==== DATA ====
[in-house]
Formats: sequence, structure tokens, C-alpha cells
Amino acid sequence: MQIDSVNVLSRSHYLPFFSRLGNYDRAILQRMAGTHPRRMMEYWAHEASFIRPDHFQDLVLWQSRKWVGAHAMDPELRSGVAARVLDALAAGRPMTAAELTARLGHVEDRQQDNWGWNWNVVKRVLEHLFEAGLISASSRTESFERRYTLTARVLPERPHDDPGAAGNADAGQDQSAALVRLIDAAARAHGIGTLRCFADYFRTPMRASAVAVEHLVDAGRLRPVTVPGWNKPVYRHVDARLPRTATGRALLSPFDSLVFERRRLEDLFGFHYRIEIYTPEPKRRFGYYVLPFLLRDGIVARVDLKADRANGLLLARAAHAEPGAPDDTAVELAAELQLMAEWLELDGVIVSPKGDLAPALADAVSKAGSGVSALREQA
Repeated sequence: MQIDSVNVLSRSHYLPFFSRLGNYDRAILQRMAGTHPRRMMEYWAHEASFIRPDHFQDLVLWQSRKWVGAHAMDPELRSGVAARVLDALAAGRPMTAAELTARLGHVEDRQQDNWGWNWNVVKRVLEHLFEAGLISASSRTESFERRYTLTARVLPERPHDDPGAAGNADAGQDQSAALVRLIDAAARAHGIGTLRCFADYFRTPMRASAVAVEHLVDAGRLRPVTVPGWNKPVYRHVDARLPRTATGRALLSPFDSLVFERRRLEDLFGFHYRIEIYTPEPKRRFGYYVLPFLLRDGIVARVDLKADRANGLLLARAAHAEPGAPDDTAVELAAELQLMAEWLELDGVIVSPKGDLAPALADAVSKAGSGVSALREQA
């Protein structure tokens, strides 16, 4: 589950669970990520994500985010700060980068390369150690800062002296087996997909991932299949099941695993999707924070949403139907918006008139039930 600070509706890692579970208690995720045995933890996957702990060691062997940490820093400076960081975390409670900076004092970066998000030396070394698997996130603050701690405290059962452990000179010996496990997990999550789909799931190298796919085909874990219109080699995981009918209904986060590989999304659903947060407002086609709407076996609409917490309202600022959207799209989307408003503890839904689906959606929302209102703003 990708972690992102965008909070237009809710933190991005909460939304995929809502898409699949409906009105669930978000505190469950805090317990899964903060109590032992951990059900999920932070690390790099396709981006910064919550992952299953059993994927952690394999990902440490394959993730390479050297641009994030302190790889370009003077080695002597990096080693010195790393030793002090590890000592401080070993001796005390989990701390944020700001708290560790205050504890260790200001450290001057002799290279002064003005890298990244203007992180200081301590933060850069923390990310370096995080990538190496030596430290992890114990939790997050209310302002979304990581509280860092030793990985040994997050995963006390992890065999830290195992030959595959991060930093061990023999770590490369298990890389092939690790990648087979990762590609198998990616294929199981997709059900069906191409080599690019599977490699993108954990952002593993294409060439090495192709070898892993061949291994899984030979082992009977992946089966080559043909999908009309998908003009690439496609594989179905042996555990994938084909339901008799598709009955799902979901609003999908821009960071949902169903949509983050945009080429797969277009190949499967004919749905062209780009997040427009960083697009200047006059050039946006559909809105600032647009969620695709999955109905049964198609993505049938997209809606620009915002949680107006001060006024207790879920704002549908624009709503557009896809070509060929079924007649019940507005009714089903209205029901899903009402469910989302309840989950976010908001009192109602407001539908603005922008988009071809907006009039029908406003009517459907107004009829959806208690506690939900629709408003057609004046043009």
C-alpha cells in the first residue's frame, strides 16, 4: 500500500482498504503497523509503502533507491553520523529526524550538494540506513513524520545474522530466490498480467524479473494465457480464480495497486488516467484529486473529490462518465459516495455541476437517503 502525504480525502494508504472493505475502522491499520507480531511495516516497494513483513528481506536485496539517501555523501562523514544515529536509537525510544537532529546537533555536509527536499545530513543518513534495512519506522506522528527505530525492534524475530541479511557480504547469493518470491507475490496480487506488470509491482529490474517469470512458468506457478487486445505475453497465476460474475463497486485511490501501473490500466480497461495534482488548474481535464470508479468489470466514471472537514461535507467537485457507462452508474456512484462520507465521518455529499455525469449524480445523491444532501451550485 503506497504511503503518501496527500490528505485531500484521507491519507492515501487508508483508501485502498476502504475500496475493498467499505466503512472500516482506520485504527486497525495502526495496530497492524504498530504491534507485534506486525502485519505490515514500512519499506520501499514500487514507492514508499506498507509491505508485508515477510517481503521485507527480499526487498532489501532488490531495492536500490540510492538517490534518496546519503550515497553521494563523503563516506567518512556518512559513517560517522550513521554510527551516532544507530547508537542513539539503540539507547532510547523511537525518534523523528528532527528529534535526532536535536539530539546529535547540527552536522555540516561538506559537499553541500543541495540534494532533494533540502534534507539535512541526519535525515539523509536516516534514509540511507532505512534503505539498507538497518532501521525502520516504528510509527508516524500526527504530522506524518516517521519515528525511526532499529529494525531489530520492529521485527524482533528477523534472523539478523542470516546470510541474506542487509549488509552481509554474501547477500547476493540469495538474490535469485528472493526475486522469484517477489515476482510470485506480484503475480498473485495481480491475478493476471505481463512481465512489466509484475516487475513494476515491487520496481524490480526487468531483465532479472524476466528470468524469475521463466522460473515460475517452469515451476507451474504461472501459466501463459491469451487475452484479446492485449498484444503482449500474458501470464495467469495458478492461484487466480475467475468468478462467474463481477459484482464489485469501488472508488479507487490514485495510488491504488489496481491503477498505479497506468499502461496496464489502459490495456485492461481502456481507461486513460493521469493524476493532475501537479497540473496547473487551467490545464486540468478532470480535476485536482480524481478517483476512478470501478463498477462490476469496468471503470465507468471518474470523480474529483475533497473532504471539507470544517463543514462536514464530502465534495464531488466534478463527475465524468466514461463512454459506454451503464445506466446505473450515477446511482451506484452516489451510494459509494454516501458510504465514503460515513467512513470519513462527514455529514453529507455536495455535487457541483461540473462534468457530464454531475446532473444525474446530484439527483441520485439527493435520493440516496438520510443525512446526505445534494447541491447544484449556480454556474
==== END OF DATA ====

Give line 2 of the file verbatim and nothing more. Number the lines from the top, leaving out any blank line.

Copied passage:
Formats: sequence, structure tokens, C-alpha cells